I was pleasantly surprised with the Daily word prompt – TEA.
My glorious childhood was among’st this backdrop. Sri Lanka’s upcountry was mainly adorned by Tea estates. But this was no ordinary Tea Estate. This was my little utopia.
My dad worked as a Scientist at the Tea Research Institute (TRI) in Sri Lanka. Tea being the major export of the country, this research facility also was one of the largest organisations of the country. It was also important to establish the research centre where the Tea actually grew rather than in a major city.
Very large laboratories of all disciplines such as Bio Chemistry, Entomology, Pathology etc were established with the latest equipment’s. All the staff were given Housing. Rather beautiful and luxuries houses were built for the staff. They were maintained by TRI as well. The lawns were mowed, regularly painted and furniture’s were upgraded. Most of these things were primarily established by the British. So you did get a feel of the British presence in the decor and style of the Bungalows.
We had our own transport. Buses for the staff and their family to go to school, shopping etc. A large fleet of cars with drivers for staff and family. Our own little hospital and medical facility, Post Office, Telecom and even a Water dam and purification plant. Our own club house, sporting venues the list goes on.
We were all removed from our core extended families. This became our extended family. It’s not a cliche’ when I say, we lived together in harmony without any racial or other disputes.
The labs were my playground. This was the era before Occupational Health and Safety or Work Cover mandates. But we didn’t have any accidents, this was also an era where people used something called common sense. We didn’t need a sign that said “Slippery when wet”. Anyway, coming back to my playground or playgrounds, I had no siblings and no playstation or any other electronic device. Not even internet, so I had to learn to amuse my self and I lived mostly outdoors.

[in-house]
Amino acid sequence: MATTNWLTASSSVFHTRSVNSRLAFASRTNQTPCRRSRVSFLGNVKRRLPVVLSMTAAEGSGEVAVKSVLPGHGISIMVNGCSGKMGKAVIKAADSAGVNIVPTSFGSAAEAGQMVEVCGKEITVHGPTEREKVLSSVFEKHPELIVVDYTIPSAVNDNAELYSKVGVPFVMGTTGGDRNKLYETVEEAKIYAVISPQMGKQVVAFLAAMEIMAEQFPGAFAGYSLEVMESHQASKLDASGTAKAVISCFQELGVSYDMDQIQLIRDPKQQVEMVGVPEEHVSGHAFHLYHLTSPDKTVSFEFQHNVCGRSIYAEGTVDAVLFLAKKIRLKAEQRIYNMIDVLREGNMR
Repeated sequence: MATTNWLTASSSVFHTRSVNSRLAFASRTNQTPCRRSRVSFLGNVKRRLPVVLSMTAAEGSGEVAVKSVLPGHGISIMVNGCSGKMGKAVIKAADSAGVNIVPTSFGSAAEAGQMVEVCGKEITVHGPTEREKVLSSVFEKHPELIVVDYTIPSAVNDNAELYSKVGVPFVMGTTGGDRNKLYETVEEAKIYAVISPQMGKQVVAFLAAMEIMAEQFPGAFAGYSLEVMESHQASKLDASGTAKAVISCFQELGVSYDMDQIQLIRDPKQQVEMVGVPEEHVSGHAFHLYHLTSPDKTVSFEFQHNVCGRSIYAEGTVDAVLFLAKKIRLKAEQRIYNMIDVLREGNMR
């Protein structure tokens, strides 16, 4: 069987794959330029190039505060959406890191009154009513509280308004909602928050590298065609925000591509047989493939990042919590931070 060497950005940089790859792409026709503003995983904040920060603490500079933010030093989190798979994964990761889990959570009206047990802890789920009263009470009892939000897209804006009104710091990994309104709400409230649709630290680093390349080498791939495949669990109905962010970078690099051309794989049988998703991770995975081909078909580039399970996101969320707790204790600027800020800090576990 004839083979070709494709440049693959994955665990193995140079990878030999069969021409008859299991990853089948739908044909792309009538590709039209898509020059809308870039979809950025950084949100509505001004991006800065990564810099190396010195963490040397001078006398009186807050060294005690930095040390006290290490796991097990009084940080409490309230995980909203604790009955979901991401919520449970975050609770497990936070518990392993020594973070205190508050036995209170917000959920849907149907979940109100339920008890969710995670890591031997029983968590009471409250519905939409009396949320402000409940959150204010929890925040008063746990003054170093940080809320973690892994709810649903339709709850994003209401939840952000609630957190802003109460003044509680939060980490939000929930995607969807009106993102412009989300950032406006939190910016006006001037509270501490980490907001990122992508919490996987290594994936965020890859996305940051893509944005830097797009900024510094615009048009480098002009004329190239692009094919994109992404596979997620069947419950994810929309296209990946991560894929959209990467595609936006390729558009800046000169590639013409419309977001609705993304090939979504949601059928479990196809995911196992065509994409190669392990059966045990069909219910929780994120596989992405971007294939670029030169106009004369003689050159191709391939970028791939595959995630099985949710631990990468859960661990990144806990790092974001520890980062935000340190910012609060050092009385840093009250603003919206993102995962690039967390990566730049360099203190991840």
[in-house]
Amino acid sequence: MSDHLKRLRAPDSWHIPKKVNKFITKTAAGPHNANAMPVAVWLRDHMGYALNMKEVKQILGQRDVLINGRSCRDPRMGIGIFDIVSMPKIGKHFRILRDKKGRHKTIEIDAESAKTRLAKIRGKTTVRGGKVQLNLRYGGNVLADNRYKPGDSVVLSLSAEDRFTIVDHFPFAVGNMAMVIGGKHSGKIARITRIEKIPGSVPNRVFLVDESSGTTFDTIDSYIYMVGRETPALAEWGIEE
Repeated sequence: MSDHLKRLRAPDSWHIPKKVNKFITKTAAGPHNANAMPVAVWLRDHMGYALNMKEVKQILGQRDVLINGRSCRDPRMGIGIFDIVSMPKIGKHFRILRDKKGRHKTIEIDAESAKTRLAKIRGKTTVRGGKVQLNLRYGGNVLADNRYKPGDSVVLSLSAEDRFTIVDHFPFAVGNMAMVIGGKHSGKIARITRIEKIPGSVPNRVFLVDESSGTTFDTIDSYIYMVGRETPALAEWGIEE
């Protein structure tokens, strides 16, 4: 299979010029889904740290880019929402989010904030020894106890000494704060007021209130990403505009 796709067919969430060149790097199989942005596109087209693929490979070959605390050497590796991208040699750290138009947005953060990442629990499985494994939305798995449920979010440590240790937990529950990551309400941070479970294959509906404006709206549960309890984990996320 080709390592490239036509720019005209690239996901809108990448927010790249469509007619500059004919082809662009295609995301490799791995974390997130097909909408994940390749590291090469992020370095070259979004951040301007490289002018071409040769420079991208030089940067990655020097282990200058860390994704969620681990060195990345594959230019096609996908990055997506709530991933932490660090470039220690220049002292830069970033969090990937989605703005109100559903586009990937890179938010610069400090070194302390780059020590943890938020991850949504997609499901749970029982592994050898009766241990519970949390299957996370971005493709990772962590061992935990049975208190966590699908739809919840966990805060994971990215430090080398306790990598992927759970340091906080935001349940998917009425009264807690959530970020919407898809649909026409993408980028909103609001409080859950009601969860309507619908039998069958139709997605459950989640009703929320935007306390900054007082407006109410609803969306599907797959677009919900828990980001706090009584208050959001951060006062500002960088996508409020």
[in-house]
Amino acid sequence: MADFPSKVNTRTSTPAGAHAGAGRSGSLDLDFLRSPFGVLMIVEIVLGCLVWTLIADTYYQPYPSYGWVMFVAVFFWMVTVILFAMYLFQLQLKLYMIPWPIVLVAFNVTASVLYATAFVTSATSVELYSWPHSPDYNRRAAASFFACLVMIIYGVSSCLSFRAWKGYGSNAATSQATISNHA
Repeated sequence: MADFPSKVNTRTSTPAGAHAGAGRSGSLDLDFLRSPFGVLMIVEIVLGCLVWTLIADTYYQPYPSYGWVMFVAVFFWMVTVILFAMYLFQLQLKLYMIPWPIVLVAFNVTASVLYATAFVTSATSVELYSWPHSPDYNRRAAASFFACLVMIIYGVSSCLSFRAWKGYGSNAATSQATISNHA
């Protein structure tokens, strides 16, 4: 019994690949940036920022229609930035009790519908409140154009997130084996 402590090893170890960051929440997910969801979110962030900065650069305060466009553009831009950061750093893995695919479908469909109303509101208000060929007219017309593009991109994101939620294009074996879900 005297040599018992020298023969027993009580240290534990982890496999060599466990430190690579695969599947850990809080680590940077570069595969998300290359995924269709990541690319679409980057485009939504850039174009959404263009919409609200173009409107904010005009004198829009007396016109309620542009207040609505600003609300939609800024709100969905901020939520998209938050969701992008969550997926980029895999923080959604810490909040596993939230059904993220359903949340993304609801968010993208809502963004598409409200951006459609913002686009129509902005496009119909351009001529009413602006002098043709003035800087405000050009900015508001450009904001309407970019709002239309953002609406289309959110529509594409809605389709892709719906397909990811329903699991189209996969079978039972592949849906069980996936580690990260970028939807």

The soil here was really great. Everyone had a great garden filled with flowers, fruit treas and vegetables. Constantly we would exchange our produce. I spent most of my time up a fruit tree. When I got bored with that I would walk to the lab. On the way I would frolic through the Tea fields, run up and down the extensive stairs that went from the Tea Factory to the Lab. Every one knew me. I was like the common village dog, that was fed by every butcher.
I mainly played in the Bio Chemistry Department as that’s where my dad worked. But I knew the entire geography of all other labs as well and had at least one friend in each department. Yeah I know they were grown ups and I was a kid, but they were still my friends and showed me “cool” stuff. I knew to operate the centrifuge and I played with Magnets. I knew about Poly Phenol’s long before I went to high school. When I think about it now, it wasn’t really playing, my dad was teaching me Science and I was doing science experiments.
One bud and two leaves – all that is plucked to produce tea. Silver tip is the only one uses just the buds and hence the high cost. I would accompany my dad on many of the guided tours he would take our visitors and I knew all this information long before I started school.
The above is my dad on an old Sri Lankan Postal Stamp. He is injecting radio active isotopes into tea leaves to study the pattern of the nutrients movement. Nutrients from the root did not evenly go all over the plant. The mother leaf (the bigger leaf on the bottom) fed the one on top and so forth. When you removed the big leaf right underneath baby leaf, the leaves further down acted as a surrogate and fed the bud.
That was one amazing child hood, it all came to an end when I lost my dad at 19. Such is life, still grateful that I had this childhood and to all the uncle’s and aunties of TRI who were there for us then and even now. Children of TRI hold a special bond. All of us grown up and adults now. But most of us are still in contact even from different parts of the world.
Disclaimer: It’s a long time since I left TRI, some information shared here may not be completely accurate.